A Paris court has fined the French branch of the Church of Scientology a total of 600,000 after finding it guilty of fraud but allowed the group to continue operating in France.
When the hearing opened, there were expectations that the court could order the group to be banned in France but legislation passed in parliament just before the start of the trial in May, ruled that option out.
The legislation has since been changed back to allow the dissolution of an organisation found guilty of fraud but because of the timing of the case, there was no question of forcing the Church of Scientology to be wound up.
“It is very regrettable that the law quietly changed before the trial,” Georges Fenech, head of the Inter-ministerial Unit to Monitor and Fight Cults, told television station France 24.
“The system has now been put in place by parliament and it is certain that in the future, if new offences are committed, a ban could eventually be pronounced,” he said.
The court handed down suspended prison sentences ranging from 10 months to two years and fines of 5,000 to 30,000 to four leaders of the group in France.
“This is an important and historic decision because it is the first time that Scientology has been found guilty of involvement in organised fraud,” Olivier Morice, one of the lawyers for the civil parties to the case told reporters.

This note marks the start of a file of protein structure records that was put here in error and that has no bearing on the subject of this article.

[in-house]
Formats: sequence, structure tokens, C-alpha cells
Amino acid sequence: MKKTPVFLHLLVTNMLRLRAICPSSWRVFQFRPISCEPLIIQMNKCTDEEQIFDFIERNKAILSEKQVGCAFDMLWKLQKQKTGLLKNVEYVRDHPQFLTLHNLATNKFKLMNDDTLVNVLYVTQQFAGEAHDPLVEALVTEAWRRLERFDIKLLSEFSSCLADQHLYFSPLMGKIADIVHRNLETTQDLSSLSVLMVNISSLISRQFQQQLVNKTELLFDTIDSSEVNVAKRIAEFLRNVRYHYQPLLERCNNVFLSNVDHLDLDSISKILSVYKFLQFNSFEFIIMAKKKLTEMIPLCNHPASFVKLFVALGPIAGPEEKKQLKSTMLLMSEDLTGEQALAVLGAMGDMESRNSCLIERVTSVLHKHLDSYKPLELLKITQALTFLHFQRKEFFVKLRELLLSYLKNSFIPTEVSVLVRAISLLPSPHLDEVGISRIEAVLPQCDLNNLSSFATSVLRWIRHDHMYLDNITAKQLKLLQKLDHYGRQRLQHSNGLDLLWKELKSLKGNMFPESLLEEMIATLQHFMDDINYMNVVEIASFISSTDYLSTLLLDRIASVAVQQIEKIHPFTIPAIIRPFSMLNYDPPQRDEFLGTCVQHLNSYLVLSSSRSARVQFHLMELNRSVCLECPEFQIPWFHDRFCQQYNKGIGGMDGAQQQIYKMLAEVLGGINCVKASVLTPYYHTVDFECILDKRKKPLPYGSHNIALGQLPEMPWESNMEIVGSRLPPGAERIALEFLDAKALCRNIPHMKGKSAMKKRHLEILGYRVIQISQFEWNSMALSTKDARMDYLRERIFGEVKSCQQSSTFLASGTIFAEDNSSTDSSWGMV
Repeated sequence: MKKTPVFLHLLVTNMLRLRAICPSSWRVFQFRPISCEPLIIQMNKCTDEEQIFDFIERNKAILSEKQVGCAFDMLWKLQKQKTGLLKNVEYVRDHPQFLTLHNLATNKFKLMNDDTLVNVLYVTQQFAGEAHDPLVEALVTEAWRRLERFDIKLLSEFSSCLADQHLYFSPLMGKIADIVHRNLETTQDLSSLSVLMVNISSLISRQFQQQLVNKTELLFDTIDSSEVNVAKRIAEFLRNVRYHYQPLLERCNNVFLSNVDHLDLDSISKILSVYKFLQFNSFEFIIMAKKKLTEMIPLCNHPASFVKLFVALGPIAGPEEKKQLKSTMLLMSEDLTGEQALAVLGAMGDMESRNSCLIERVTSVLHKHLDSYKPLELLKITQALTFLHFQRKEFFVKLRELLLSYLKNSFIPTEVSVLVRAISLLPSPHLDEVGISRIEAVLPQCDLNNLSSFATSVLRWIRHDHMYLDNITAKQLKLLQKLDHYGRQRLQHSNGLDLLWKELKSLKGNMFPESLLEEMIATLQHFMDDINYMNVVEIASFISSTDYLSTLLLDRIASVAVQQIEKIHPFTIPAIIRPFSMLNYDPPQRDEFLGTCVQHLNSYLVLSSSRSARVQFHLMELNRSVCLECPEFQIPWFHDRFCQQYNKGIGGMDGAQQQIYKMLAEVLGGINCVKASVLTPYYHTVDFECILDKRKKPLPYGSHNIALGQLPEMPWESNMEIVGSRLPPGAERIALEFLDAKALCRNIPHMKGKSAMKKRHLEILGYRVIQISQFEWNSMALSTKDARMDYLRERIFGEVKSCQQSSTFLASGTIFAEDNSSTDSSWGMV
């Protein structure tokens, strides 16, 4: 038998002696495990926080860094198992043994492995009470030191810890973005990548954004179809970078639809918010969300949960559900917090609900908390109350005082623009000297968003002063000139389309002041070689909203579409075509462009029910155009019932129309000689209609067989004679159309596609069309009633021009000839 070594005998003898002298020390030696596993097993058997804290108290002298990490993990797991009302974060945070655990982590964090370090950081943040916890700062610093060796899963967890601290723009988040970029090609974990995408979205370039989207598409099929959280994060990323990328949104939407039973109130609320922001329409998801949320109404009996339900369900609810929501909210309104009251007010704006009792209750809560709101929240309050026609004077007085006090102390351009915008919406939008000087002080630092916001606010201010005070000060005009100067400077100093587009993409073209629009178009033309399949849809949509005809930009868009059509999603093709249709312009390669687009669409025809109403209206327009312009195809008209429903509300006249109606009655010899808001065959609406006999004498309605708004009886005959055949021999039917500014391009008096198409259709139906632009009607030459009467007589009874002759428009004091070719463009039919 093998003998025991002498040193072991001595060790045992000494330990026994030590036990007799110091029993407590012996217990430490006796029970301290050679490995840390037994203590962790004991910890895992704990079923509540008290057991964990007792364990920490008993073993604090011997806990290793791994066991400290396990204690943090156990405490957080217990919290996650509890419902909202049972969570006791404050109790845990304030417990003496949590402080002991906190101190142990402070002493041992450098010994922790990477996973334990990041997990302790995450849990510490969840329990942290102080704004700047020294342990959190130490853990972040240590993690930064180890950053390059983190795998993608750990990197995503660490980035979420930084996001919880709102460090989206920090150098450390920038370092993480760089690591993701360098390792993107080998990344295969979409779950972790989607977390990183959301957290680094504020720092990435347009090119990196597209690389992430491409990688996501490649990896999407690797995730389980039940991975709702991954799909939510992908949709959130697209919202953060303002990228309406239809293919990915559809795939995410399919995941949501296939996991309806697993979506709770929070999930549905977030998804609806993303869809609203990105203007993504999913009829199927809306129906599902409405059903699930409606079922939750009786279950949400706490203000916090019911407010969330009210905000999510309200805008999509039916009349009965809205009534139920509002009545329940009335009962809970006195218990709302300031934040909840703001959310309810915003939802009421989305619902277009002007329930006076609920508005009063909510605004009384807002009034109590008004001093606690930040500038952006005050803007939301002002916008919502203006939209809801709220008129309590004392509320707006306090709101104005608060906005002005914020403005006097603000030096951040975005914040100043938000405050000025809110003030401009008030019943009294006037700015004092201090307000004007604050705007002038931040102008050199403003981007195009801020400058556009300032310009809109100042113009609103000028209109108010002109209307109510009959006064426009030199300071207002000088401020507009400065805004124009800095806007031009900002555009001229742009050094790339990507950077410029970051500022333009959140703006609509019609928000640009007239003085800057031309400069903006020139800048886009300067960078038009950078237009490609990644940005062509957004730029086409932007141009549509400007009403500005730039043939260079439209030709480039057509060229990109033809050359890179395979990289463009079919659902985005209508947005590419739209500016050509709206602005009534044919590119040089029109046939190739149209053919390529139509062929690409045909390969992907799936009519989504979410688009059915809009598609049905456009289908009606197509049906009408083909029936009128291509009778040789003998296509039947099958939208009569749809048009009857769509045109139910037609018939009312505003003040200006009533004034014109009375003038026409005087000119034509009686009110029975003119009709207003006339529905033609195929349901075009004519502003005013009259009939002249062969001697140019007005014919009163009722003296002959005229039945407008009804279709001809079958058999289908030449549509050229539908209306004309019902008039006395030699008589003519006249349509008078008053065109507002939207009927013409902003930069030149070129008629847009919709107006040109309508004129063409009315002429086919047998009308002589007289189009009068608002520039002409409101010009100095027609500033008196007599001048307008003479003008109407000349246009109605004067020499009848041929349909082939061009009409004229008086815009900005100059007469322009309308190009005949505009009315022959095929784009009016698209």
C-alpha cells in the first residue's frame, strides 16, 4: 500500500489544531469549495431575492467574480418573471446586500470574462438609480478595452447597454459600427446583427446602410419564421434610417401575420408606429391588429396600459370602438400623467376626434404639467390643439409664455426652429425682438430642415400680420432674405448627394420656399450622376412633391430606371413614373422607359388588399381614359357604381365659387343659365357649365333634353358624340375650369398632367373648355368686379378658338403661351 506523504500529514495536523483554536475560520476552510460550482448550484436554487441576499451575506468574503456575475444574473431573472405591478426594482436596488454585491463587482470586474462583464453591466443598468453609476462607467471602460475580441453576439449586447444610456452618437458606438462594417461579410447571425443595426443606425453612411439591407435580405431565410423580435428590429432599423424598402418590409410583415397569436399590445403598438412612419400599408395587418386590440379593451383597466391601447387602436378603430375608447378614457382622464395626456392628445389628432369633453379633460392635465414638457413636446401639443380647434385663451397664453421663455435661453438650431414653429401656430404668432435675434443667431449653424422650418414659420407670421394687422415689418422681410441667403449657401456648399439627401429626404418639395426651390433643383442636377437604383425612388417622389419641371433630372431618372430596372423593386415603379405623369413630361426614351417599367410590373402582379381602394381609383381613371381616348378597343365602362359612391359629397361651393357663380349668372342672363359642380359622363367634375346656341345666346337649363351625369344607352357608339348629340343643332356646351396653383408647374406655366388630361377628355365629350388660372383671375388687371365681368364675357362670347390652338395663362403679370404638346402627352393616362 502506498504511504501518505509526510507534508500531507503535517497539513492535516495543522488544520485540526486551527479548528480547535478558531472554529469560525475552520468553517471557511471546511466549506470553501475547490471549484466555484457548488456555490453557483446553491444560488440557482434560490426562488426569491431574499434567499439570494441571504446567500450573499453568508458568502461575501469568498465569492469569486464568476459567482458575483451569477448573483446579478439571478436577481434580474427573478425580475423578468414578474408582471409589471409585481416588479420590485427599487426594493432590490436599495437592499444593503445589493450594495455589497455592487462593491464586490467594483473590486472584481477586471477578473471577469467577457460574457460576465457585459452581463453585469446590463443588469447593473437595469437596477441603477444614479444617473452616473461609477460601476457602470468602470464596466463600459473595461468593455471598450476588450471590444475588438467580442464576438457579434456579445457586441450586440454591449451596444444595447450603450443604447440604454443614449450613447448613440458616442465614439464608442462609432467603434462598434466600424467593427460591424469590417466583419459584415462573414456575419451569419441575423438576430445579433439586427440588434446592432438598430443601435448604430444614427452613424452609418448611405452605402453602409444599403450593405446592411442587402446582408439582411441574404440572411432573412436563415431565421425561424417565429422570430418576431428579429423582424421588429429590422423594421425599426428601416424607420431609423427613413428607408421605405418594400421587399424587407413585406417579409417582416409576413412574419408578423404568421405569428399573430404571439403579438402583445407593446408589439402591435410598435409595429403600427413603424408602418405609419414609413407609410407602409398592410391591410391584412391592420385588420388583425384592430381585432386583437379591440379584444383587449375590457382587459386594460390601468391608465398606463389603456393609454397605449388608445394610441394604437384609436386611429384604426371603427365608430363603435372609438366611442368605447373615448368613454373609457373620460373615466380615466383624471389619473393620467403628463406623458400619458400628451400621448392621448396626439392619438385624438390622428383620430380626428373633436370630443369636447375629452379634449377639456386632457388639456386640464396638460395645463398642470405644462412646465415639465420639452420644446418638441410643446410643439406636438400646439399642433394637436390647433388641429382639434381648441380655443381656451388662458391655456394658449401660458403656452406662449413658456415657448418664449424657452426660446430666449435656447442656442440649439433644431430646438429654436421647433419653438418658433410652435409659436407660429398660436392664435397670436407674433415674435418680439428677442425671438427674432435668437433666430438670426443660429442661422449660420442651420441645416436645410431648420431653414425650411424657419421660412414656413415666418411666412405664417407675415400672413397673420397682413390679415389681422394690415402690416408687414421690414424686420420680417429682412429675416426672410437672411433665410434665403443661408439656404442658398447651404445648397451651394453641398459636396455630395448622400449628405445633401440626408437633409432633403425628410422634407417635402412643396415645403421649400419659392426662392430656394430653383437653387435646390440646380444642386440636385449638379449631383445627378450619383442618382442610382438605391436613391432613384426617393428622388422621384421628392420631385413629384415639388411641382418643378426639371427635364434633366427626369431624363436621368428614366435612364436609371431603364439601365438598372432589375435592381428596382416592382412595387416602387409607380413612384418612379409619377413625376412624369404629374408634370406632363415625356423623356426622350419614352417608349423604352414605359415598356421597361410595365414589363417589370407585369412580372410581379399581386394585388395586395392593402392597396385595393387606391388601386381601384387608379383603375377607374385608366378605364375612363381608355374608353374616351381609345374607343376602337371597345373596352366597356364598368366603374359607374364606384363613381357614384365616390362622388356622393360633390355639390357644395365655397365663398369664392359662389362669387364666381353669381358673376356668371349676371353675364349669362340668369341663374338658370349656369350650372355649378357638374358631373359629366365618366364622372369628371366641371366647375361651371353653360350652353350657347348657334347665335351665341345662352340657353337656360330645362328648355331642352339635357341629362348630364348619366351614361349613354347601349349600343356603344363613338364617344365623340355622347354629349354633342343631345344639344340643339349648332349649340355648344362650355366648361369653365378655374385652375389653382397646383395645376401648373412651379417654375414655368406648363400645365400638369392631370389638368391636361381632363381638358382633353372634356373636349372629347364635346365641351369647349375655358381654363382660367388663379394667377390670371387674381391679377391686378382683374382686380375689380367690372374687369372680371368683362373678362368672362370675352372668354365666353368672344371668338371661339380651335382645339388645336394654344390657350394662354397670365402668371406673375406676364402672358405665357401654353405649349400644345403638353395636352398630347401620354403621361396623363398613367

The case was brought by two former members who said they were cajoled into spending 21,000 and 49,500 on personality tests, vitamin cures, sauna sessions and “purification packs”.
Scientology, which is officially considered a sect in France, denies fraud and is expected to appeal.
Registered as a religion in the United States, with celebrity members such as actors Tom Cruise and John Travolta, Scientology enjoys no such legal protection in France, where it has faced accusations of being a money-making cult.
The trial, which began on May 25th, centres on complaints made in the late 1990s.
The prosecutor had recommended that the Paris court dissolve the church’s French arm.
Scientology has faced numerous setbacks in France, with members convicted of fraud in Lyon in 1997 and Marseille in 1999. In 2002, a court fined it for violating privacy laws and said it could be dissolved if involved in similar cases.